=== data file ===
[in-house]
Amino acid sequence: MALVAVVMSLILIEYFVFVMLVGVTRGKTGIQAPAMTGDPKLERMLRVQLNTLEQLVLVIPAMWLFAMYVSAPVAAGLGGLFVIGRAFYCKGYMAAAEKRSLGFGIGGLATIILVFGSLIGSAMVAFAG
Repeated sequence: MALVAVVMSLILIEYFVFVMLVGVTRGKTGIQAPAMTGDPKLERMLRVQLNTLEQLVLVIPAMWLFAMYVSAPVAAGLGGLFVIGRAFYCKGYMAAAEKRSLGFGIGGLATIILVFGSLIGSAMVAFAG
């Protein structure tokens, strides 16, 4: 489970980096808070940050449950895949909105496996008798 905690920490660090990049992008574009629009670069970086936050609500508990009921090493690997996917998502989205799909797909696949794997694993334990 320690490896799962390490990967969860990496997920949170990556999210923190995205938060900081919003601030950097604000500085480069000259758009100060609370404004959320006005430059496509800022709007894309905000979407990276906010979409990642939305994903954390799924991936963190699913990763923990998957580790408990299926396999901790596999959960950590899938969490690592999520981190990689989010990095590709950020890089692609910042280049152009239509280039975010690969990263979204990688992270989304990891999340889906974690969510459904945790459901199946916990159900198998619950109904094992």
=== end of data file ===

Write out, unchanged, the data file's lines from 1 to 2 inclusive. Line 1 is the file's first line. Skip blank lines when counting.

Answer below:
[in-house]
Amino acid sequence: MALVAVVMSLILIEYFVFVMLVGVTRGKTGIQAPAMTGDPKLERMLRVQLNTLEQLVLVIPAMWLFAMYVSAPVAAGLGGLFVIGRAFYCKGYMAAAEKRSLGFGIGGLATIILVFGSLIGSAMVAFAG